Gus living his dream
By ROB LONGLEY -- Toronto Sun
SCHOMBERG -- Gus Schickedanz is having a good day and counts it as a trip to a bigger winner's circle.
He is feeling the vigour of having returned from his morning ride through the trails of his 350-acre spread of rolling horse paddocks and forest.
Now he is petting Kathie's Colleen, a mare dear to his heart and the mother of Wando, one of the favourites for Sunday's 144th running of the Queen's Plate.
Fit and still feisty at age 74, Schickedanz will be easy to recognize at today's Plate barbecue, the traditional kickoff to Woodbine's Festival of Racing week.
He'll be the one puffing with pride as he shows off Wando and stablemate Mobil in the walking ring.
And why wouldn't he be?
He not only owns but is the breeder of the powerful one-two punch that many think can't be beat in this year's crown jewel of Canadian racing.
Schickedanz, though, has more reason than most to count his blessings this time around as he tries for another Plate win to join Woodcarver's triumph in "If one of them could win, that would be the icing on the cake for me," Schickedanz said as he surveyed a cluster of the 61 thoroughbreds who reside on his farm.
"When you are my age and have had three strokes you just hope you have another good day. I am pushing 75 and I realize more than ever how lucky I am to have these two horses.
"I believe this is it."
Schickedanz isn't being pessimistic, just realistic and he isn't seeking sympathy. He has bounced back from the strokes, the only visible sign being a hitch in his speech.
But he also knows another attack may well be the last. All the more reason, then, to enjoy what he has.
"I can ride my horses," Schickedanz said, measuring his words as he now must. "I can walk. I can enjoy a little drink. And I can pet these beautiful horses."
Schickedanz will be the first to tell you he has lived a full and successful life. Born in Memel, Germany, he escaped the Nazi regime in the 1940s and eventually made his way to Canada in the early '50s.
Once here, Schickedanz and his three brothers formed a company that would eventually become one of the biggest home builders in Southern Ontario.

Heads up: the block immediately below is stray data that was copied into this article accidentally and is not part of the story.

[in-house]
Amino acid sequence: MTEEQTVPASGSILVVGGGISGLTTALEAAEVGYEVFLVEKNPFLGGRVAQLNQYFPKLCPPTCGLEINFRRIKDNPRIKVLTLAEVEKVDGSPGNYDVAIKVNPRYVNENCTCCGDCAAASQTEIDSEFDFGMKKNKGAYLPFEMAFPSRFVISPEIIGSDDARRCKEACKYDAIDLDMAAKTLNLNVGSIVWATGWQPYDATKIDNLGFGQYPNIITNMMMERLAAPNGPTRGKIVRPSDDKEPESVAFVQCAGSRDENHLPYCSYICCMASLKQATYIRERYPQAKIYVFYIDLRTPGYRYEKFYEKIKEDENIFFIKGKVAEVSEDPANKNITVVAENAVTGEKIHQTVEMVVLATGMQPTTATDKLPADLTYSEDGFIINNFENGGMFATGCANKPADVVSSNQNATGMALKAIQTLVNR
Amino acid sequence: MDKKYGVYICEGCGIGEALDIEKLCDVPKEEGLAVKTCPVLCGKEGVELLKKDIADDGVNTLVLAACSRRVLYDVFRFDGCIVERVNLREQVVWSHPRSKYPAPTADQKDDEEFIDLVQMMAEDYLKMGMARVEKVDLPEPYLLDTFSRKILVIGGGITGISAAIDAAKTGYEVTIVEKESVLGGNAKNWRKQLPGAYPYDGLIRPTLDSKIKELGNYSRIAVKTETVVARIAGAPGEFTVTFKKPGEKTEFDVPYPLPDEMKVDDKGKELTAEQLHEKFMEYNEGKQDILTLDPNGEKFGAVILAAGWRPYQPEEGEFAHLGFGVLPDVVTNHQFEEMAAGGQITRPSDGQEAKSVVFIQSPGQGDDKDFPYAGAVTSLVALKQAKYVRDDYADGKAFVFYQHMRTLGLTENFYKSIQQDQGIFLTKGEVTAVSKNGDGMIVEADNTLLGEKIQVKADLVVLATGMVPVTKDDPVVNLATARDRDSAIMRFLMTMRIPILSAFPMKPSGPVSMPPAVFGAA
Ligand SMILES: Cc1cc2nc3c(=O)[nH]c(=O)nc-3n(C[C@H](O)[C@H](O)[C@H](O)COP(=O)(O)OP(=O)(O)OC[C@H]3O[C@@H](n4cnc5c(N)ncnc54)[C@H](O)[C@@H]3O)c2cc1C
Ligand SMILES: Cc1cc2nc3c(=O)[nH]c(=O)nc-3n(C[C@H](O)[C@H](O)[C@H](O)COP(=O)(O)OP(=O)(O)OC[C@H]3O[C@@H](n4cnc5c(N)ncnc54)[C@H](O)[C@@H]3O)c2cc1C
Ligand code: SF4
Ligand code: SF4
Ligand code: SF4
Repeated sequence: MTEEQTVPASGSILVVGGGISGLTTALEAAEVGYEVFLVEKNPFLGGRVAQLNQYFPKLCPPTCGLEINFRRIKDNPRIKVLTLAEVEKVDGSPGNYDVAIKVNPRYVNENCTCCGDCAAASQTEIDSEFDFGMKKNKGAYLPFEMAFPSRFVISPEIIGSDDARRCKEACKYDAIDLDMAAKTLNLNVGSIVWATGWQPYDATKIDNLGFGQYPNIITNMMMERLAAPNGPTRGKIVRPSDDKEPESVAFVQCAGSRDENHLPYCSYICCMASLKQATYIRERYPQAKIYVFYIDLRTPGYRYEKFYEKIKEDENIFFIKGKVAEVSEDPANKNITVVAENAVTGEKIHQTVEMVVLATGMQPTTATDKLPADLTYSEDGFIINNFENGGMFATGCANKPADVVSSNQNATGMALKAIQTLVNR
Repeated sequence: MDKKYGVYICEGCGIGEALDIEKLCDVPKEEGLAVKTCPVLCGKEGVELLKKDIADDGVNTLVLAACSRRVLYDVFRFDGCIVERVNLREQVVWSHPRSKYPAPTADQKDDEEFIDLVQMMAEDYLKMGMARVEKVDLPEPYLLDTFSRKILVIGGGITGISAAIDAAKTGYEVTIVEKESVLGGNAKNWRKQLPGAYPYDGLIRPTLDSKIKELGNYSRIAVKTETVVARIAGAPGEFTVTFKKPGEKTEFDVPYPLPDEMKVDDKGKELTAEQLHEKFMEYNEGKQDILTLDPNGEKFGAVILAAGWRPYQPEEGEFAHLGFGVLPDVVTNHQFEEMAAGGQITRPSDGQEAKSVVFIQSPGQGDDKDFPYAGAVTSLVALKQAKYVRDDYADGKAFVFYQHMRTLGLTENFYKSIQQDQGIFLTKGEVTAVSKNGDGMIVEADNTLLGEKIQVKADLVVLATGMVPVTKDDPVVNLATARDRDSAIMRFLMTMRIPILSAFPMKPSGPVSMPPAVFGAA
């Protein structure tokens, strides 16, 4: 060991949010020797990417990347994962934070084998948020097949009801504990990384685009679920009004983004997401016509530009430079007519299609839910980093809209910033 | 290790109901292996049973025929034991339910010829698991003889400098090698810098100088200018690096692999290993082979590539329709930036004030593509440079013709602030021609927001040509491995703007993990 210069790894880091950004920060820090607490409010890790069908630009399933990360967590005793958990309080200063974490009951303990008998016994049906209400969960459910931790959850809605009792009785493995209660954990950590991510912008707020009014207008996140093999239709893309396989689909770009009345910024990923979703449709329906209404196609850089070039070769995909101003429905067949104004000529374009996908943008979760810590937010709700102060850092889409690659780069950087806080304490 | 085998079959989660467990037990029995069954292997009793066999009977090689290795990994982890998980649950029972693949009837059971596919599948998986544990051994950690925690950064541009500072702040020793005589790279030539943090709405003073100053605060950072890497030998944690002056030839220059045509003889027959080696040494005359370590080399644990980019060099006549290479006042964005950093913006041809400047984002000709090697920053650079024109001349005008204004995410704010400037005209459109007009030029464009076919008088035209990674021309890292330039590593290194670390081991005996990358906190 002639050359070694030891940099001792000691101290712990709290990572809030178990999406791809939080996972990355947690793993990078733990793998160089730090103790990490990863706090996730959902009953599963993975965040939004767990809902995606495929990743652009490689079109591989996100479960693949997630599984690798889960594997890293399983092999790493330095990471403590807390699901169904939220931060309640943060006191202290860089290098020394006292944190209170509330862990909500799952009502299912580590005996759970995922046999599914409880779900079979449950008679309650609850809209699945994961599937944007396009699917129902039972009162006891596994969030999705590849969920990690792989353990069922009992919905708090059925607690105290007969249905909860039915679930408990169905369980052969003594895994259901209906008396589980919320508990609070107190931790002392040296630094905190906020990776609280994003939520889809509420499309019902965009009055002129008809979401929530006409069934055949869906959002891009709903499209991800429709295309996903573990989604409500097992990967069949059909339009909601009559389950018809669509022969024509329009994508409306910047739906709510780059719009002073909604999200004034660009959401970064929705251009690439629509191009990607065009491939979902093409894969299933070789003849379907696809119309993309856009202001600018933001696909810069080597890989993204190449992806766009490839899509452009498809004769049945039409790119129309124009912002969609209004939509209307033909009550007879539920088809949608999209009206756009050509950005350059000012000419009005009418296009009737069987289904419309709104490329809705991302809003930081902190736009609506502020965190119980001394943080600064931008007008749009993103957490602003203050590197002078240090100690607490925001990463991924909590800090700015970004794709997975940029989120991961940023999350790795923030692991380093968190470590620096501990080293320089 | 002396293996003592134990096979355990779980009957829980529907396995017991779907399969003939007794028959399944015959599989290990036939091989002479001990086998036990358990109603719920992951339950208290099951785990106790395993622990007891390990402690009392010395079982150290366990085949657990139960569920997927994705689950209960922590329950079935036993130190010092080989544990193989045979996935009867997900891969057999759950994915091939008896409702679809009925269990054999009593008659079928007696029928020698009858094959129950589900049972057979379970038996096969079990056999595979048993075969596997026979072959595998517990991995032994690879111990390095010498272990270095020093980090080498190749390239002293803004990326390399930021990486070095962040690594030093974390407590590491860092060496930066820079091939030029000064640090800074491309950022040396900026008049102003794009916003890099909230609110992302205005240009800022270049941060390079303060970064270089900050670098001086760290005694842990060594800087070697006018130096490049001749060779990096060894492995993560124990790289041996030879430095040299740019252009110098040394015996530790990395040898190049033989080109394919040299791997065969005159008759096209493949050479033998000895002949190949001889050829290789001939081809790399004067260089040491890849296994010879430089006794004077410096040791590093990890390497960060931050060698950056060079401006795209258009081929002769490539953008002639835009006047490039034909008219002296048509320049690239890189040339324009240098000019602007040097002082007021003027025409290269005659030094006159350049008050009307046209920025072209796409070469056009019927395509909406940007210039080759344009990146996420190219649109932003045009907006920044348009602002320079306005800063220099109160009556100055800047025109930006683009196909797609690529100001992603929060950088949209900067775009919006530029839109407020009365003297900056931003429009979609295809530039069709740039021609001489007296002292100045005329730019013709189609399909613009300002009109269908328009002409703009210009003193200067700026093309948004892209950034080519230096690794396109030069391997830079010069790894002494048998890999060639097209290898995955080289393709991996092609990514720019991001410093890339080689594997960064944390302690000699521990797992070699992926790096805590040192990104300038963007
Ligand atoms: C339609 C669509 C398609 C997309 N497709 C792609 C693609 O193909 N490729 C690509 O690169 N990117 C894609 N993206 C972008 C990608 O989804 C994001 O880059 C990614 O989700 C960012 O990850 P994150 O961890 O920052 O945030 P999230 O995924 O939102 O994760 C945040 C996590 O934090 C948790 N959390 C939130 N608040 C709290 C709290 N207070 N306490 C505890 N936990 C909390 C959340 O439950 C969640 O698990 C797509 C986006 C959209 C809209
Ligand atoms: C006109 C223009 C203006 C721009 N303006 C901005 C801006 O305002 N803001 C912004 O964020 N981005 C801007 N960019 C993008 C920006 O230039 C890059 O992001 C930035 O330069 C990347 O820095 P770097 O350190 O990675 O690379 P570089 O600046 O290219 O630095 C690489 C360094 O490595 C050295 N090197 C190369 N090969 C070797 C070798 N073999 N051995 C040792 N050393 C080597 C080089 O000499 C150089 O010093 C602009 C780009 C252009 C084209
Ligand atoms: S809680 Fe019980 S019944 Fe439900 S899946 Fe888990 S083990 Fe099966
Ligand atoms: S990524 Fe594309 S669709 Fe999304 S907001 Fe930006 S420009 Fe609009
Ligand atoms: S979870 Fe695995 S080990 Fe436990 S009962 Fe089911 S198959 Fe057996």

When he had the means, Gus turned to horses for recreation. At first it was the riding horses he still enjoys, and by the early 1980s it was on to breeding thoroughbreds.
He has always loved the animals, but those close to him believe an extra special bond exists now.
There is an undeniable and indescribable hold horses have on those who treat them as pets. And for Schickedanz, the majestic animals have been therapeutic.
"I really believe the success these two have had have helped pick up his head a little," said trainer Mike Keogh, who would desperately love to deliver another Plate win to the boss with either Wando or Mobil.
"Since they started winning, you can see a big change in him. The fact that he bred both of them means a lot to him. He is a very proud man."
And well he should be.
Though he has never operated on the scale of the giants of Canadian racing such as the late E.P. Taylor and Ernie Samuel, Schickedanz has had extraordinary success.
Of the 218 horses he has bred, 183 have made it to the races and a stunning 169 have been winners. Of those, 35 have won stakes races, a most respectable 16% average.
The latest stars, Wando and Mobil, are sons of former stable legend Langfuhr. The pair will generate much of the hype leading to the Plate and most likely will be one-two in the wagering come post-time on Sunday.
Also expected to be in the field is Peef, a third son of Langfuhr whom Schickedanz co-bred with Hill 'N Dale Farm.
"What are the chances to have two horses like this?" said Schickedanz's long-time farm manager, Lauri Kenny.
"It took a lot of years to get broodmares like this. You just can't go out and buy them overnight. And (Schickedanz) realizes what he has accomplished and how special it is to have horses he bred in this situation."
Though Schickedanz would gladly take a win from either in the $1-million race, it is clear he has a soft spot for Wando.
His mother, Kathie's Colleen, was not only a stakes winner herself but a horse everyone close to her fell in love with. Wando's grandmother, Royal Colleen, died while Kathie's Colleen was a youngster and the latter quickly became the resident pet.
"There was something about her demeanor," Kenny said of the mare who has produced a two-year-old full sister to Wando named Six Sexy Sisters. "She is the kind of horse that likes to put your head on your shoulder or is extra friendly."
As Kathie's Colleen nudges up to Schickedanz, you can see the attraction and the effect she has had on her owner.
And you can only imagine the joy this man will feel should either Wando or Mobil win this year's Plate.
"There is no better therapy, I believe, than these beautiful, beautiful animals," Schickedanz said. "To have two lovely colts ... how much luck do you have to have?
"Win or lose it will be a good day."